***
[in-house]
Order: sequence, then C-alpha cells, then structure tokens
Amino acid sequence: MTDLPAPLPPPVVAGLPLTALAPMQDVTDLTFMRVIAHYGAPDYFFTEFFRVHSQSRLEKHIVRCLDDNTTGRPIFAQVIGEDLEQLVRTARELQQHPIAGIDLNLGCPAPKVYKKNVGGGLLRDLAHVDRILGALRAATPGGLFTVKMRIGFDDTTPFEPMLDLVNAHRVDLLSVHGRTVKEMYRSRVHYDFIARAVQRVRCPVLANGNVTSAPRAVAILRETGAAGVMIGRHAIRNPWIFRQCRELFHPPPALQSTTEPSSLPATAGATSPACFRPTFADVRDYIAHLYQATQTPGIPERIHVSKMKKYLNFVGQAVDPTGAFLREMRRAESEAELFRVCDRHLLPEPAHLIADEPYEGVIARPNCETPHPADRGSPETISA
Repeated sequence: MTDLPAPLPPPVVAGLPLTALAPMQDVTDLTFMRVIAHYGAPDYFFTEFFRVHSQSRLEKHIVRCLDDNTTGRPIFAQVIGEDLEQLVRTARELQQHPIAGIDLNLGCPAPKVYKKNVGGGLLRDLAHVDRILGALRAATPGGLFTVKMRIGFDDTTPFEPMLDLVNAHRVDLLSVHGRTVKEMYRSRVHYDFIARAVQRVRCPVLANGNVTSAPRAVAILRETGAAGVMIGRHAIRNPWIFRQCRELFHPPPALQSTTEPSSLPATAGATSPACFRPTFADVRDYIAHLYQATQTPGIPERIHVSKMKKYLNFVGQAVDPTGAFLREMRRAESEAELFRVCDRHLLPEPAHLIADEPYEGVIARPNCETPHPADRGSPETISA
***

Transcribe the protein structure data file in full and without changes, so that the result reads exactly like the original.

[in-house]
Order: sequence, then C-alpha cells, then structure tokens
Amino acid sequence: MTDLPAPLPPPVVAGLPLTALAPMQDVTDLTFMRVIAHYGAPDYFFTEFFRVHSQSRLEKHIVRCLDDNTTGRPIFAQVIGEDLEQLVRTARELQQHPIAGIDLNLGCPAPKVYKKNVGGGLLRDLAHVDRILGALRAATPGGLFTVKMRIGFDDTTPFEPMLDLVNAHRVDLLSVHGRTVKEMYRSRVHYDFIARAVQRVRCPVLANGNVTSAPRAVAILRETGAAGVMIGRHAIRNPWIFRQCRELFHPPPALQSTTEPSSLPATAGATSPACFRPTFADVRDYIAHLYQATQTPGIPERIHVSKMKKYLNFVGQAVDPTGAFLREMRRAESEAELFRVCDRHLLPEPAHLIADEPYEGVIARPNCETPHPADRGSPETISA
Repeated sequence: MTDLPAPLPPPVVAGLPLTALAPMQDVTDLTFMRVIAHYGAPDYFFTEFFRVHSQSRLEKHIVRCLDDNTTGRPIFAQVIGEDLEQLVRTARELQQHPIAGIDLNLGCPAPKVYKKNVGGGLLRDLAHVDRILGALRAATPGGLFTVKMRIGFDDTTPFEPMLDLVNAHRVDLLSVHGRTVKEMYRSRVHYDFIARAVQRVRCPVLANGNVTSAPRAVAILRETGAAGVMIGRHAIRNPWIFRQCRELFHPPPALQSTTEPSSLPATAGATSPACFRPTFADVRDYIAHLYQATQTPGIPERIHVSKMKKYLNFVGQAVDPTGAFLREMRRAESEAELFRVCDRHLLPEPAHLIADEPYEGVIARPNCETPHPADRGSPETISA